BERLIN (Reuters) - Germany should use its rising tax revenues to invest in infrastructure projects that will enhance its growth potential, and encourage employers to raise wages to help lift euro zone inflation, the International Monetary Fund said on Monday.
The IMF recommendations run counter to the thinking of Finance Minister Wolfgang Schaeuble, who last Thursday announced higher tax revenue estimates for this year and rejected criticism that Germany was not investing enough.
In a report following its annual ‘Article IV’ meetings with the German authorities, the IMF said Germany’s large and persistent current account surplus reflected high domestic savings and better investment opportunities abroad.
“Germany should embrace a set of coordinated fiscal and structural policies to safeguard its strengths and address remaining challenges, including reducing external imbalances,” the IMF added.
An IMF official told a news conference the Fund saw Germany’s current account surplus falling to 7.5 percent of national output by 2022 from 8.3 percent last year, adding that a surplus of between 2.5 and 5 percent would be appropriate.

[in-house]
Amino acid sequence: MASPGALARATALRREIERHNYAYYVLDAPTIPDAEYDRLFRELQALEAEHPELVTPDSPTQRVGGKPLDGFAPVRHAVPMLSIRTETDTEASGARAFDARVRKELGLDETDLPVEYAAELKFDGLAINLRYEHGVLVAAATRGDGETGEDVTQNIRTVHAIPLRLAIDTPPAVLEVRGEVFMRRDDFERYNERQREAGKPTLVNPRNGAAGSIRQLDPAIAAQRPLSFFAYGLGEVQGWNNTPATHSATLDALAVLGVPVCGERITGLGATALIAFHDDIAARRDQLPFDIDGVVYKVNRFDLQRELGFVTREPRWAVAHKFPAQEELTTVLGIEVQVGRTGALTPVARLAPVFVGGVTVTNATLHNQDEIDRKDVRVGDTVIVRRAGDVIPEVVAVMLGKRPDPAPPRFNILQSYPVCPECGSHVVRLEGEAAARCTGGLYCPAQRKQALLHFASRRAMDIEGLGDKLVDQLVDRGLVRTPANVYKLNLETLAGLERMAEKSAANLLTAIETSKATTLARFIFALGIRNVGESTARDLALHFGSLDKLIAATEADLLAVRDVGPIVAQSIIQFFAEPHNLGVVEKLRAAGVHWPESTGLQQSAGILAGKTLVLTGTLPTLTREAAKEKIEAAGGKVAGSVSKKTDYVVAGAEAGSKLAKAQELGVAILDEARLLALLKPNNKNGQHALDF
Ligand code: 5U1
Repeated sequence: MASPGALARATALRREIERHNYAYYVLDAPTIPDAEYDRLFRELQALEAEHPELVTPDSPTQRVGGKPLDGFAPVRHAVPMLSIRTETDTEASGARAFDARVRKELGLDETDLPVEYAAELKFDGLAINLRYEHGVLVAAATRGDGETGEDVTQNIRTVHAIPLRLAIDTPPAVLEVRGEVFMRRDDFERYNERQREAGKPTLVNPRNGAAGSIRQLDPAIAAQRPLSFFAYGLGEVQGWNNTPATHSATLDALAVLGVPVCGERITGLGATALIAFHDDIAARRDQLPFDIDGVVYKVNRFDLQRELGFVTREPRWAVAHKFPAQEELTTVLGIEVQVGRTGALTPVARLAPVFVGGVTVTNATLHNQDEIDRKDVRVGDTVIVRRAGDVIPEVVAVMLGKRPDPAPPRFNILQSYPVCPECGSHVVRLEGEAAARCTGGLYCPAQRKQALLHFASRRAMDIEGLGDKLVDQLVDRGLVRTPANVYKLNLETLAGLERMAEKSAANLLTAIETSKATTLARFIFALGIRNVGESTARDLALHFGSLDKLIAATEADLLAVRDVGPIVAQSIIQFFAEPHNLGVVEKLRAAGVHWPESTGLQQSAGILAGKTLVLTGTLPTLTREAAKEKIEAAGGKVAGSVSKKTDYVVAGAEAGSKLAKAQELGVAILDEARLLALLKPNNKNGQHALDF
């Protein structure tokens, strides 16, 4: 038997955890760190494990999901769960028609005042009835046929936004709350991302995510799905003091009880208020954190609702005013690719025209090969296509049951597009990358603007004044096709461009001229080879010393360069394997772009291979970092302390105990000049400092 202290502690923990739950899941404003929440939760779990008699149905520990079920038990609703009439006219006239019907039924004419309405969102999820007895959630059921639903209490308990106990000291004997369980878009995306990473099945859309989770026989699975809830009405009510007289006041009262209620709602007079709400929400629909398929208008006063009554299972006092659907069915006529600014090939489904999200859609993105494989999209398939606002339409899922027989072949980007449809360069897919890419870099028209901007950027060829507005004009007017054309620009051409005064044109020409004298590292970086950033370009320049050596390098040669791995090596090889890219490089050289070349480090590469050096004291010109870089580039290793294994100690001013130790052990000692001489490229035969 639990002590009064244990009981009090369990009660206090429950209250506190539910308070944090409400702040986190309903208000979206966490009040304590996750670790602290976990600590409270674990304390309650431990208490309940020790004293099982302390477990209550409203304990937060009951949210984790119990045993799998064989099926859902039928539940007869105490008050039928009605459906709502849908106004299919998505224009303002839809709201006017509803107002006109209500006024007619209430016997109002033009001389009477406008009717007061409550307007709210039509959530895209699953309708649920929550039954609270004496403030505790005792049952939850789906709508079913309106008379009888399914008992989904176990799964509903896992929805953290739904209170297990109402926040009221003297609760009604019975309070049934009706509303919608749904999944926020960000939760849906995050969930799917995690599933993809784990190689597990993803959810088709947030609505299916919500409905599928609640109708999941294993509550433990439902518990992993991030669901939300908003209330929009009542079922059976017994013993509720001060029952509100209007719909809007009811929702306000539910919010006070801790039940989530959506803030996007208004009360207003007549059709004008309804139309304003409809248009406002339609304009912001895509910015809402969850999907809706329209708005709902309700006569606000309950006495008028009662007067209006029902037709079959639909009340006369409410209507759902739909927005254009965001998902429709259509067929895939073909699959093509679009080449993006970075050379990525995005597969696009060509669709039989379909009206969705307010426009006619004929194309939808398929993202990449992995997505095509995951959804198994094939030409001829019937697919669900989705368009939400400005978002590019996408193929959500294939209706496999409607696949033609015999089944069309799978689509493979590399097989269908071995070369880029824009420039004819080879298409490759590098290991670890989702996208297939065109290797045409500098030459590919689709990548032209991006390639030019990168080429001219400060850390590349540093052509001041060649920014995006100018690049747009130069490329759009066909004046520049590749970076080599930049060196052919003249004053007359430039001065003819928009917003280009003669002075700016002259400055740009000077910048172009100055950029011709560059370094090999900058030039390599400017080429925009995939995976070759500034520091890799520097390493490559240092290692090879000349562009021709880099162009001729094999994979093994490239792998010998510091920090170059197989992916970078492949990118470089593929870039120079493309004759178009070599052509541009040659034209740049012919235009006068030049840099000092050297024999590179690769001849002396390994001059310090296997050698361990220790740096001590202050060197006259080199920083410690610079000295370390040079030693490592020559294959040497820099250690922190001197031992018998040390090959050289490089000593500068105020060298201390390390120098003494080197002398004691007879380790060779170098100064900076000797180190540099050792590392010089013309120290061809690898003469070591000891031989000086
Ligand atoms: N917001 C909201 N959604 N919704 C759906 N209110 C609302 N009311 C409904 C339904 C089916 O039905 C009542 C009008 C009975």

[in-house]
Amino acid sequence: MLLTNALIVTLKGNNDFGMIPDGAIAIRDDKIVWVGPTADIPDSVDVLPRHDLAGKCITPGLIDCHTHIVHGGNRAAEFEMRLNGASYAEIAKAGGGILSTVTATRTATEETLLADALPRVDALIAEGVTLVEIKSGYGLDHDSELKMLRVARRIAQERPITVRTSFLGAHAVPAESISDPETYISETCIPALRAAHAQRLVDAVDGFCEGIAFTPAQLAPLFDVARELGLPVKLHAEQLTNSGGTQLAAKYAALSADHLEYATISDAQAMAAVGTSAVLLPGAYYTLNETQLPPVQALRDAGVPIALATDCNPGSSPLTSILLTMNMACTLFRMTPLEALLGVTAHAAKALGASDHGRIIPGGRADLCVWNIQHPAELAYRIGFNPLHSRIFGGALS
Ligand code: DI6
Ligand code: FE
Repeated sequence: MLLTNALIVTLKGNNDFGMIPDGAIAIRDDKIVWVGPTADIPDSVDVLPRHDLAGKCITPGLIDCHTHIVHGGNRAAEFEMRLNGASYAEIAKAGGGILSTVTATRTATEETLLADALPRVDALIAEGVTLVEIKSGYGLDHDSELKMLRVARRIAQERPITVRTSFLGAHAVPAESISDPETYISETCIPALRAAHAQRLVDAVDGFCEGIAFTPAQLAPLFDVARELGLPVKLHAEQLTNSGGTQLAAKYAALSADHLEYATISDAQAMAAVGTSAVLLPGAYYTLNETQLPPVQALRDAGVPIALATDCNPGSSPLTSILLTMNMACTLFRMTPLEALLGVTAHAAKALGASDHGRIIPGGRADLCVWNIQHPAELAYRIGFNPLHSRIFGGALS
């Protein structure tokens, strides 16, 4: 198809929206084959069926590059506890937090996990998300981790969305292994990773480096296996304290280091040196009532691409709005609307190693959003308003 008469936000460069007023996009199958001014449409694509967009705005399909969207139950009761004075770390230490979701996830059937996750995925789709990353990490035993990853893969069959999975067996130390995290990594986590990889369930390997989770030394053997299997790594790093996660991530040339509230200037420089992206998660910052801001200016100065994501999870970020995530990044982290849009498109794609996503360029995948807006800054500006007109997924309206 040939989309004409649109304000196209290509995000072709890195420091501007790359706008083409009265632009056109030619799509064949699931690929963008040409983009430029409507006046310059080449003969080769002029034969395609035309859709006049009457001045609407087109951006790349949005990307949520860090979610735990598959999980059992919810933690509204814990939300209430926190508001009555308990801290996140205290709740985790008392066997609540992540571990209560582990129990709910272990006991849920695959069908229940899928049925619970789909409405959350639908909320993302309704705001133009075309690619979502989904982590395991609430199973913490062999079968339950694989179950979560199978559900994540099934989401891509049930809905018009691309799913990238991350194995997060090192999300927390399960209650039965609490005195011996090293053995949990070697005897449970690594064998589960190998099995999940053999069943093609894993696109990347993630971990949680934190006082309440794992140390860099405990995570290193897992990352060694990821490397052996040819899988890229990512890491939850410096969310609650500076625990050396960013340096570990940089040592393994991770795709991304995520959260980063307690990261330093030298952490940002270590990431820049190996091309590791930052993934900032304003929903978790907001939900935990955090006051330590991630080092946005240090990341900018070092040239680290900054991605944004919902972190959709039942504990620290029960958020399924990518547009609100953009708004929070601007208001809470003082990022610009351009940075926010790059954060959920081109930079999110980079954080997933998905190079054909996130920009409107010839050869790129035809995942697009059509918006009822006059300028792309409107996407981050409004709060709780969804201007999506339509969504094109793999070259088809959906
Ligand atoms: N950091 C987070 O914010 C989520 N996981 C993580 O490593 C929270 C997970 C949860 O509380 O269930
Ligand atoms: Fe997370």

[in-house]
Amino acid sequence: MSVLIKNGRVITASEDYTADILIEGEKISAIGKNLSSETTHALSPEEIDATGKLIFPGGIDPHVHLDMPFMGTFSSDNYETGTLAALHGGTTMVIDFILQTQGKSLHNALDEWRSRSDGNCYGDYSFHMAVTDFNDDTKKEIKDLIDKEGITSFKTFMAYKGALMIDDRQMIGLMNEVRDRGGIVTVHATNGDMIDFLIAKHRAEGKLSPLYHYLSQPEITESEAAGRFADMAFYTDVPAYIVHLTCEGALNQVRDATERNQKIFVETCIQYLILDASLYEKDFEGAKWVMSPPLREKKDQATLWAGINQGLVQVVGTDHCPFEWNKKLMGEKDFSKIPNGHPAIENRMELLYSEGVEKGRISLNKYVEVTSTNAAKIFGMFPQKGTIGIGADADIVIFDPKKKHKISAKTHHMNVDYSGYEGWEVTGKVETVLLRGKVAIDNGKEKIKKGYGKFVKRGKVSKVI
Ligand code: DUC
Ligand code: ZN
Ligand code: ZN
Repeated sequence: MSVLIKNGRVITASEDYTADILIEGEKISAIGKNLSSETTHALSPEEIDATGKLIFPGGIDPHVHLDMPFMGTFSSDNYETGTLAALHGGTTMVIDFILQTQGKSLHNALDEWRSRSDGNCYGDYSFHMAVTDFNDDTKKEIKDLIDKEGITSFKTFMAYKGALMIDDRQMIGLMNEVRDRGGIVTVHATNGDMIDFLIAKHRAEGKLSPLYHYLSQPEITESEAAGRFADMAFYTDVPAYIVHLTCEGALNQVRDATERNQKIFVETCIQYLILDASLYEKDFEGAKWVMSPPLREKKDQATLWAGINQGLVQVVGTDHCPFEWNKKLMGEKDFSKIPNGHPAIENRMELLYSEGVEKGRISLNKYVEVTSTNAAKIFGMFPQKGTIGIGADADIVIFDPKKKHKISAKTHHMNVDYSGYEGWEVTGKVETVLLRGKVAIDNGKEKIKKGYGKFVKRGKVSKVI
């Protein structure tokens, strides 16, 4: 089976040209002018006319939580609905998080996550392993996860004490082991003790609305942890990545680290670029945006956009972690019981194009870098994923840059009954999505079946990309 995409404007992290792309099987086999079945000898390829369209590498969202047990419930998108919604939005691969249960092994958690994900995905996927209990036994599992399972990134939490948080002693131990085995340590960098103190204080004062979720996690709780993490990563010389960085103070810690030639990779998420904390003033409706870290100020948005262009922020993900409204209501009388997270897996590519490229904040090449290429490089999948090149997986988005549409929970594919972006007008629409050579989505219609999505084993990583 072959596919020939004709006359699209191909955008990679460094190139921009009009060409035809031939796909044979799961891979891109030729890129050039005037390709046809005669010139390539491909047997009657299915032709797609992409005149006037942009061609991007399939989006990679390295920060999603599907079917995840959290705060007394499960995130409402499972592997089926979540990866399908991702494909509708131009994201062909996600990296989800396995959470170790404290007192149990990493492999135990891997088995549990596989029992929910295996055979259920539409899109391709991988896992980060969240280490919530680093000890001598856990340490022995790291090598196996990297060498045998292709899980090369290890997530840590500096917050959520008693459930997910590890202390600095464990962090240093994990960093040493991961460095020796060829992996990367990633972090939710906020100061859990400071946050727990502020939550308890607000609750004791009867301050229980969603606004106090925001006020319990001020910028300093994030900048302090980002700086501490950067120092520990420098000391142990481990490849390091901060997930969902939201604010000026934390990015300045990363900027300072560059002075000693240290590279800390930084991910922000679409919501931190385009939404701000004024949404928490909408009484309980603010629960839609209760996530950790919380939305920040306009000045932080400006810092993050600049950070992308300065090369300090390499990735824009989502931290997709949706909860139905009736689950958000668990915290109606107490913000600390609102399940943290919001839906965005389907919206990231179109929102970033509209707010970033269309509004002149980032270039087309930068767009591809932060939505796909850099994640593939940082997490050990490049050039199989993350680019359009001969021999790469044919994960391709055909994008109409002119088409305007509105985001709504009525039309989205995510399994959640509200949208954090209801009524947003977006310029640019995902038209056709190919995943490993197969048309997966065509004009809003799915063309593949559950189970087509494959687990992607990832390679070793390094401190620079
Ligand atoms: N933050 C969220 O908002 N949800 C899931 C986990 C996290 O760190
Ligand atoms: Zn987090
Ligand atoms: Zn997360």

Germany’s current account surplus has been a source of discord for years with the United States, the IMF and some euro zone peers, which have urged it to do more to boost lacklustre domestic demand.
Germany has pushed back, arguing that it is increasing investment and that the surplus is partly due to the attractiveness of German products, for which the country should not be punished.
In its report, the IMF said the German economy was performing well but that business investment lacked momentum and the population’s ageing population weighed on its long-term growth prospects.
“The available fiscal space should be used for initiatives that enhance the growth potential, such as investment in physical and digital infrastructure, child care, refugee integration, and relief of the tax burden on labor,” it said.
The IMF also recommended pension reforms to make it more attractive to work longer.
Looking at the broader euro zone, the Fund said a sustained rise in wage and price inflation in Germany was needed to help lift inflation in the single currency bloc and aid the normalisation of monetary policy.
Schaeuble often says he wishes the European Central Bank would start unwinding its expansive policy.
The IMF added: “...the authorities could usefully emphasize in their public communication the importance of robust wage and price growth in the current conjuncture, while respecting the autonomy of the social partners in wage setting.”
Reporting by Paul Carrel and Gernot Heller; Editing by Gareth Jones